I'm no longer familiar with Vanguard products and I'm not attempting to give you investment advice - just some additional ideas. And no, I'm not in the business - just a retail investor/trader.

You could park some of the money in a preferred stock ETF. They're currently paying about 5.5% per year, exceeding your CD rates. They're lower risk than common stocks but they are subject to interest rate risk (long term not Fed fund rates).

I'm going to go out on a limb and mention something outside the box. There are some interesting structured index annuities that offer varying levels of downside protection with an upside cap. Five year annuities with one year segments. At AXA, you can get 10% of downside protection with a 7.6% cap on the S&P 500. So if you put $100k in the S&P model, you don't lose a penny of the first $10k of drop and you make whatever the index is up, up to $7.6k One year from now, your principal resets to the value of the index.

Brighthouse (formerly part of Metlife) has a variation of this where it's six years with a similar one year segment cap (say it's the same at 7.6% cap) but it has a Step Up feature where if the index is up ONE penny at the end of the year, you get the 7.6% while still protected against the first 10% of drop.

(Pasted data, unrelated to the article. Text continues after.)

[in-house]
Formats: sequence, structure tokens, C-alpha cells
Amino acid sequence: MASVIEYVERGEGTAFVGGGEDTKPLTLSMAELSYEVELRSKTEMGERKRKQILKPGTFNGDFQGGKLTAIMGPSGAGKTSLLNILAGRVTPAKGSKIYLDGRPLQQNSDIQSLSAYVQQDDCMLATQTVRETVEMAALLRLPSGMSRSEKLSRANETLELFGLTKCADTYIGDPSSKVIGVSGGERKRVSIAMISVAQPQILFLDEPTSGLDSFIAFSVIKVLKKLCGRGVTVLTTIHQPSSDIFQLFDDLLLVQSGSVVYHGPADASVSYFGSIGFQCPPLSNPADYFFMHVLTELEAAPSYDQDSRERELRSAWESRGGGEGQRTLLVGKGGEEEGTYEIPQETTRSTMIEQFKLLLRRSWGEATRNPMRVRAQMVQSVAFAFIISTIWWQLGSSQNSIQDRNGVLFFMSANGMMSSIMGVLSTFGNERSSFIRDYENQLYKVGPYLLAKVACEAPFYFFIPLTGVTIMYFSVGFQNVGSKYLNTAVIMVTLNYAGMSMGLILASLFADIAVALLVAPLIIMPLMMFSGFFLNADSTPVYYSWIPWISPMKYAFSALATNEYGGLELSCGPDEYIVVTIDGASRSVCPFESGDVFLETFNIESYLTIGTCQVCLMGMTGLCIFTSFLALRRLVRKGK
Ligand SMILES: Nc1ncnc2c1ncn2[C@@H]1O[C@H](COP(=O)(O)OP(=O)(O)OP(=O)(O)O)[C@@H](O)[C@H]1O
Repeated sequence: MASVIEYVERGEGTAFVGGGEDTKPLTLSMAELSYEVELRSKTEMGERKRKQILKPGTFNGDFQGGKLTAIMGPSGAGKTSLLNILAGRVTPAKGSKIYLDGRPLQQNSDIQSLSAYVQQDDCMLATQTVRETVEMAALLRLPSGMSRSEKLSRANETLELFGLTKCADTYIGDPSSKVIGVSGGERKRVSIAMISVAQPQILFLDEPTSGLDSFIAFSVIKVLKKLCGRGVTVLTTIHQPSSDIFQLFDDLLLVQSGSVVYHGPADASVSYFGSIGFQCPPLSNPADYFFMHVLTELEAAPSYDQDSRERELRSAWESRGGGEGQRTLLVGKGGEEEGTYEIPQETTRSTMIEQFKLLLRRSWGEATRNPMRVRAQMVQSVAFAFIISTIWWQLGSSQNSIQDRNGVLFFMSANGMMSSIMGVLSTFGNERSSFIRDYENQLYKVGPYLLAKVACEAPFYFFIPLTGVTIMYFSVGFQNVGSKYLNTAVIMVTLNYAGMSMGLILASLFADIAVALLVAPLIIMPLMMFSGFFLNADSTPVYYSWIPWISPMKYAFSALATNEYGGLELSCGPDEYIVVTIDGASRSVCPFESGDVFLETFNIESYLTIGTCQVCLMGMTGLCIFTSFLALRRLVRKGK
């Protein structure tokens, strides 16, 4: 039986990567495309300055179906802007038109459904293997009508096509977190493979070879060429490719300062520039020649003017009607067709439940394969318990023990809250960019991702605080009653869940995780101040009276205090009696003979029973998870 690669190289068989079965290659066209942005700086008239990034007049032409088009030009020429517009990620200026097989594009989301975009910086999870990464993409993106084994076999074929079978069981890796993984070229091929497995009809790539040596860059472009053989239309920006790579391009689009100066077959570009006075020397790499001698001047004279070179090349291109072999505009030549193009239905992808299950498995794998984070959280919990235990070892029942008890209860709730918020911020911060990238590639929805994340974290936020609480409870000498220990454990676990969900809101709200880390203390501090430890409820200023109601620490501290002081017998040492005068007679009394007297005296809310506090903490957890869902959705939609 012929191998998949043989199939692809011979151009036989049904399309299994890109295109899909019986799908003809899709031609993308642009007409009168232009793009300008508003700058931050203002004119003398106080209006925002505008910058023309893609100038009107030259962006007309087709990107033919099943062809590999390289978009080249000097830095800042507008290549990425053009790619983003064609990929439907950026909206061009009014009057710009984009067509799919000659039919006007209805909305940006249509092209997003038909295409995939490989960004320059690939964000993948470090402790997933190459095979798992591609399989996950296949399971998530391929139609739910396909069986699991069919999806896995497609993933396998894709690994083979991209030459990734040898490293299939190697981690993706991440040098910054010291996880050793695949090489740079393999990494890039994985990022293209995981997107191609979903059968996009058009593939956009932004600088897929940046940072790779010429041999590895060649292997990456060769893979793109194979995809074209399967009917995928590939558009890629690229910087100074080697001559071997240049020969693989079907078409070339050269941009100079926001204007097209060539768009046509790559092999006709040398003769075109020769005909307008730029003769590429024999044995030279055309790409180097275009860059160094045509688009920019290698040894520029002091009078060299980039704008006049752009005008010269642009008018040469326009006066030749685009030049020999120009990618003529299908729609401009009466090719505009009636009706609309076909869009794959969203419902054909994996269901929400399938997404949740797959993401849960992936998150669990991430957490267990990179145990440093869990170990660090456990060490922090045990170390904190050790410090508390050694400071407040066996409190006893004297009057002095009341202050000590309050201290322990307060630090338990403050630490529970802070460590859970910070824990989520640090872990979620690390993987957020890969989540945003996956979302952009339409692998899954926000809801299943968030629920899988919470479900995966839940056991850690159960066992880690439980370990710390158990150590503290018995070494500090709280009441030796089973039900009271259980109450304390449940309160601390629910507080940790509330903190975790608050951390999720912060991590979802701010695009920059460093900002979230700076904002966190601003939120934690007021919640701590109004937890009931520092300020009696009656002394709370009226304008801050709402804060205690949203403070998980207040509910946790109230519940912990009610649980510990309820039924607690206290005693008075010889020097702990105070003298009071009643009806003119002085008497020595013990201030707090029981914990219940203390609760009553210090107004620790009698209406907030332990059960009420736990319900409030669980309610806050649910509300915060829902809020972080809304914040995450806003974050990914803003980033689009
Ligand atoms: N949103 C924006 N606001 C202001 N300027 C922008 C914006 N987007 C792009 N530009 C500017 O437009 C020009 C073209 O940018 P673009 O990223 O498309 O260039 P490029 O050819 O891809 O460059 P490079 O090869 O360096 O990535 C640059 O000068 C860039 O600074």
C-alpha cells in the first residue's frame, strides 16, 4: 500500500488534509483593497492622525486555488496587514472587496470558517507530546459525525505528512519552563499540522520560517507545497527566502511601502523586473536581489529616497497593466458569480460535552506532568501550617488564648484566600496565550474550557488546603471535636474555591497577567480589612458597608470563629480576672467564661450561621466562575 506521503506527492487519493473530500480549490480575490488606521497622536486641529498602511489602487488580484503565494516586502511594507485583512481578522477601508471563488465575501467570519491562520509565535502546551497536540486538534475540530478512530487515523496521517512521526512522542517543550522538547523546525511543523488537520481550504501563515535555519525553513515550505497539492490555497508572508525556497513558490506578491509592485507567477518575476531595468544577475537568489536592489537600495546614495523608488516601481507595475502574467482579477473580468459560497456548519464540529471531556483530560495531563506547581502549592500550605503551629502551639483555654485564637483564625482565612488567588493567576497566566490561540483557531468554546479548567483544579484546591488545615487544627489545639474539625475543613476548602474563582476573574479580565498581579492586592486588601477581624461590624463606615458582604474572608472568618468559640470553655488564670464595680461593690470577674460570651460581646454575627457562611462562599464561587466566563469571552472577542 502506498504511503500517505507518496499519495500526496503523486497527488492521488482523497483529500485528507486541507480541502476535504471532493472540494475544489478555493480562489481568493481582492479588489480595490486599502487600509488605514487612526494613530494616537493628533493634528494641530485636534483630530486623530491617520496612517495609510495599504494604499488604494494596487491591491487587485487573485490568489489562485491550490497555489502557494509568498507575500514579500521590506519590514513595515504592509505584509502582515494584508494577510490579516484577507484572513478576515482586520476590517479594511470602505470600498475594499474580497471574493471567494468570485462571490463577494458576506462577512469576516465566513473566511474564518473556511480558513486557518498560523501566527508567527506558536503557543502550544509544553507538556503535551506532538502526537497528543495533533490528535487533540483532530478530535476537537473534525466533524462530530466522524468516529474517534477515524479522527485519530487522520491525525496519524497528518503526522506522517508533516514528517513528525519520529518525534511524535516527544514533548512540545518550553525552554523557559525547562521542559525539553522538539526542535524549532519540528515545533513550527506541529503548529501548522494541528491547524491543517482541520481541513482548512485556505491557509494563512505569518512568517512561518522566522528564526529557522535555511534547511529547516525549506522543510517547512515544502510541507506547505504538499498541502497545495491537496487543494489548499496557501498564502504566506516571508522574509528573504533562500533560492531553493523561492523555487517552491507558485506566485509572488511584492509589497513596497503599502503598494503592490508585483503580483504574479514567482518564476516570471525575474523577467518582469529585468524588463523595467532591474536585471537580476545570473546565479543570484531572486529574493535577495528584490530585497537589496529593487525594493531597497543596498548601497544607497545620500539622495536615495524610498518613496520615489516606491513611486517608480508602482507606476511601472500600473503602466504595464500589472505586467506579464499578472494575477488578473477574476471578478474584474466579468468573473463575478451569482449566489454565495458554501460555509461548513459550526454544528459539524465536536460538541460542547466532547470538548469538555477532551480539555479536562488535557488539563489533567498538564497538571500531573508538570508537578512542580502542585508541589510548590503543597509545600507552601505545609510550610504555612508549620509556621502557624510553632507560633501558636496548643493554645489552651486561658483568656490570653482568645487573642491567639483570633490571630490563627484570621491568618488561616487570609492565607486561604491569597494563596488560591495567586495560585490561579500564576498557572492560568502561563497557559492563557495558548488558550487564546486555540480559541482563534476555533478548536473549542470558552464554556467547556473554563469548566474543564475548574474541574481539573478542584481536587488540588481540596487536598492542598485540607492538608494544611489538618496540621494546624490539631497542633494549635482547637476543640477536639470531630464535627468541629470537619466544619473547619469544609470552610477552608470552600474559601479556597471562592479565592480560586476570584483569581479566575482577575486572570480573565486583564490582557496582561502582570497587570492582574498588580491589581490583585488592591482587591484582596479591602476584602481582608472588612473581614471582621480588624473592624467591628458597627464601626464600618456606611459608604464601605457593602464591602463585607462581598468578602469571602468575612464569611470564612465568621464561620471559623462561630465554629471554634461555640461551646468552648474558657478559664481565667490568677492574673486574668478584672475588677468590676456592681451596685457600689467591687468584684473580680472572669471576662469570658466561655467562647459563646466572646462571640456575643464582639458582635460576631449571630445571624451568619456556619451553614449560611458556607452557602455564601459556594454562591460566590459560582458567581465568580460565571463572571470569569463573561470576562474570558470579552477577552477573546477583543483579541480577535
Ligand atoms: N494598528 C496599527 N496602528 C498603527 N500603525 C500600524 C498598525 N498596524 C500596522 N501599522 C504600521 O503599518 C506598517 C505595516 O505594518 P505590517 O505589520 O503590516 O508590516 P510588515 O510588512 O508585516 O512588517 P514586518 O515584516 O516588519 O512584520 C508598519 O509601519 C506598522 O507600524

Apart from the Step Up feature, these annuities aren't really good deals because you can simulate the product with options and do far better. At today's prices, you can do the January 2019 SPY combo (10 months out) and receive 20.6% of downside protection (double what the annuity provides) with a similar 7.8% cap. If you want more profit potential, you can give up some of the protection so another choice could be 19.4% protection out of a 20% drop with a cap of 8.4%. Or if risk is less of a concern, you could set up a 11% downside protection with a 11% cap. And so on...